The publication of the new 5th edition of Utilization-Focused Evaluation provides an opportunity to revisit the interconnection between Blue Marble Evaluation and Utilization-Focused Evaluation. In essence, Blue Marble evaluations should be utilization-focused so Utilization-Focused Evaluation provides the overarching framework for Blue Marble Evaluation. This blog summarizes how we address the interconnection in the new book.
The new edition integrates Michael’s 50 years’ experience with Charmagne’s perspective as a second generation evaluator, bringing attention to emergent trends and issues with new questions and perspectives. Together we are committed to engaging in evaluation in ways that contribute to a more just and sustainable future. That has led to a complete rewrite and revision of the book incorporating Blue Marble Evaluation for the first time.
The Evolution of Utilization-Focused Evaluation
The 1st edition of Utilization-Focused Evaluation published in 1978 featured early research on factors consistently affecting use: (1) political considerations and (2) "the personal factor” -- the presence of an identifiable individual or group of people who personally care about the evaluation and the findings it generates. Where such a person or group was present, evaluations were used; where the personal factor was absent, there was a correspondingly marked absence of evaluation impact.
The 2nd edition (1986) offered for the first time a definition of utilization: “intended use by intended users.” This focus proved to have implications for everything done in an evaluation and every decision made along the way. Working with primary intended users to enhance intended uses became the hallmark of utilization-focused evaluation.
The 3rd edition (1997) introduced process use. Up until that time the entire field had narrowly focused on use of findings. This idea of process use draws our attention to individual changes in thinking and behavior among those involved in the evaluation as a result of the learning that occurs during the evaluation process.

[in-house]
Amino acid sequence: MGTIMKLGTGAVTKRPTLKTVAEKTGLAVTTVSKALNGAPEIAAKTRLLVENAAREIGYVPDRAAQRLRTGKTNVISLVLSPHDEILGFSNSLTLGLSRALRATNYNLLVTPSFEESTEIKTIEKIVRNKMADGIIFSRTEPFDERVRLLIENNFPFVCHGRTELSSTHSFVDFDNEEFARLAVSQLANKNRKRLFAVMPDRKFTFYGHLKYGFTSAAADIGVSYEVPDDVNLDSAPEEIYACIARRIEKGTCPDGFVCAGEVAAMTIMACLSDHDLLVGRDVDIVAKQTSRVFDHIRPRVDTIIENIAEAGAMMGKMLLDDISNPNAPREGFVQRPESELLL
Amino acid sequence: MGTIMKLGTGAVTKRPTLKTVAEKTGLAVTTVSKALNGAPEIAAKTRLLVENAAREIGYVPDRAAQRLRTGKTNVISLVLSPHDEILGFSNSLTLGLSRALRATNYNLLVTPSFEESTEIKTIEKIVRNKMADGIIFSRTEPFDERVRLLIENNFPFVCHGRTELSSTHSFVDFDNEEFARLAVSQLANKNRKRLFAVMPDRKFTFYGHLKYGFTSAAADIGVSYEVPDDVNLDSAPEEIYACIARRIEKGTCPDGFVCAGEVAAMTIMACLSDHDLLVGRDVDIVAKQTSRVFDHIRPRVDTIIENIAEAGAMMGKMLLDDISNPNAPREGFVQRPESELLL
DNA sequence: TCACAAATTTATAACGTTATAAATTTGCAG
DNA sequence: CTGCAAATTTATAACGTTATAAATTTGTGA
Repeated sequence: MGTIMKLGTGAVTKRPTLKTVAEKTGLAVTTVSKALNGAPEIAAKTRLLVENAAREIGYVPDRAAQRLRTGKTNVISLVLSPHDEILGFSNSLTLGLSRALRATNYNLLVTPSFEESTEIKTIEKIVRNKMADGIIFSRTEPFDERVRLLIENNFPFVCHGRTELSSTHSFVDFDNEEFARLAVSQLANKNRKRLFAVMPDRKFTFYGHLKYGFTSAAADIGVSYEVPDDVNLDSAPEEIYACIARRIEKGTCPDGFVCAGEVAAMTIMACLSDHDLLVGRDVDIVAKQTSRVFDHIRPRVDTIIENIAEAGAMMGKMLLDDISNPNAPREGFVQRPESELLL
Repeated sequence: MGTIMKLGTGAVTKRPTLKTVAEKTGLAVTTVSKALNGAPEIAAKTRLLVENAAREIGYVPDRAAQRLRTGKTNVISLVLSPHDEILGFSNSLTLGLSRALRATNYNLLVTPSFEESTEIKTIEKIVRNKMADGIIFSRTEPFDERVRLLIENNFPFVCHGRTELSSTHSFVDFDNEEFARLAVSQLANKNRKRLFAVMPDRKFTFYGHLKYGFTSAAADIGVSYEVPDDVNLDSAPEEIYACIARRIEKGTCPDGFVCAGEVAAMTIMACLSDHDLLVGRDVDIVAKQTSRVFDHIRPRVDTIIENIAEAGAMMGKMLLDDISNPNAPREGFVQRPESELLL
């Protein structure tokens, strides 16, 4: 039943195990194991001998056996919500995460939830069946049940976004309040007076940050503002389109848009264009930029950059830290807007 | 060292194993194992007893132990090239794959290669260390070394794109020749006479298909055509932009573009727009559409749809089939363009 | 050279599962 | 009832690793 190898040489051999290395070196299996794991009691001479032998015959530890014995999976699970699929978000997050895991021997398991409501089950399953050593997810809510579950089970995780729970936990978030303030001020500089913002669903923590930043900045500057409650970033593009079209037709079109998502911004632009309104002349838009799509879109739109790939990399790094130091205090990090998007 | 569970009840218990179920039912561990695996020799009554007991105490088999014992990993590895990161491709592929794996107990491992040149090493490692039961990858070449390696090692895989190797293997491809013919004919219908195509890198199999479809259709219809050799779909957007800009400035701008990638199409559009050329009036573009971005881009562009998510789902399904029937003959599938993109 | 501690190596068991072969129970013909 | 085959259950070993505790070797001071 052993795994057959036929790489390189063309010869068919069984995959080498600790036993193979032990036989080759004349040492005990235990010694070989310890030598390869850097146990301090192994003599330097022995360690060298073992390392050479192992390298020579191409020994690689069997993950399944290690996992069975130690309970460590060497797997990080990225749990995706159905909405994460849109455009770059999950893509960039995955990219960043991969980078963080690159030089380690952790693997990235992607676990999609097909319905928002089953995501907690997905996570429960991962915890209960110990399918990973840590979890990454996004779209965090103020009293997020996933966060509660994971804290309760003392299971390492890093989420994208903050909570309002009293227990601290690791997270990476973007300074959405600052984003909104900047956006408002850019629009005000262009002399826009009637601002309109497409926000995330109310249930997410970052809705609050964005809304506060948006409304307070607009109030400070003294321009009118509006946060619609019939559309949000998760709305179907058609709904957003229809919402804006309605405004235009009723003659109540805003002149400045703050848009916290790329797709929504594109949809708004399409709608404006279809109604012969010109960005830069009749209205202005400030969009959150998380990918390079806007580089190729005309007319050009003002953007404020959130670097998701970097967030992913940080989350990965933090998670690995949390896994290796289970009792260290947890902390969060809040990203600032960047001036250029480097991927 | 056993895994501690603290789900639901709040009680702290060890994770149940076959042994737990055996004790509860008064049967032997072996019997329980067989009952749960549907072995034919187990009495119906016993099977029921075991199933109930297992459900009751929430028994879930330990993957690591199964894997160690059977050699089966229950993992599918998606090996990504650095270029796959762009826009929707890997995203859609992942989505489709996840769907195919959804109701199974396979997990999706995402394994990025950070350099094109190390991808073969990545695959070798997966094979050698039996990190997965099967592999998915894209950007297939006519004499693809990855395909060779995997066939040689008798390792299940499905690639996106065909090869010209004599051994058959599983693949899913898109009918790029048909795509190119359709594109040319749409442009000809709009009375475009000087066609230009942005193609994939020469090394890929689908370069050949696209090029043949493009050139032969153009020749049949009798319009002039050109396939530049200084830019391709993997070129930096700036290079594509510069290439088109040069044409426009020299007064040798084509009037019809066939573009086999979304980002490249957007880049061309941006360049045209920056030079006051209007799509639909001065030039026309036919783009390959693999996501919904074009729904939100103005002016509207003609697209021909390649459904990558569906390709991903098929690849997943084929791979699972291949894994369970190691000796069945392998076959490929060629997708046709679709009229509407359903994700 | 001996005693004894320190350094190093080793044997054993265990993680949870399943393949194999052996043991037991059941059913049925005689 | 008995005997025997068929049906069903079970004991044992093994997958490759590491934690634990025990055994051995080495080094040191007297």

The 4th edition (2008) gave significantly increased attention to international and cross-cultural factors that affect use and brought systems thinking and complexity theory into utilization-focused evaluation.
The Ongoing Evolution of Utilization-Focused Evaluation
This new 5th edition for the first time presents and elaborates principles of utilization-focused evaluation. Principles guide application and adaptation. Principles connect theory with practice, questions with methods, and findings with follow-through actions. The 21st century has brought major changes in the world and, correspondingly, in the evaluation profession, like the global adoption of Sustainable Development Goals for Agenda 2030 that expresses a commitment to equity and sustainability. This new edition presents for the first time the role of utilization-focused evaluation in addressing issues of equity and sustainability in the context of the COVID-19 pandemic, the climate crisis, and the global social justice uprising. As evaluators, we have a stake in having our evaluations used—and we have a stake in a more equitable and sustainable world. The implications for utilization-focused evaluation are substantial, dramatic, controversial, and forward-looking.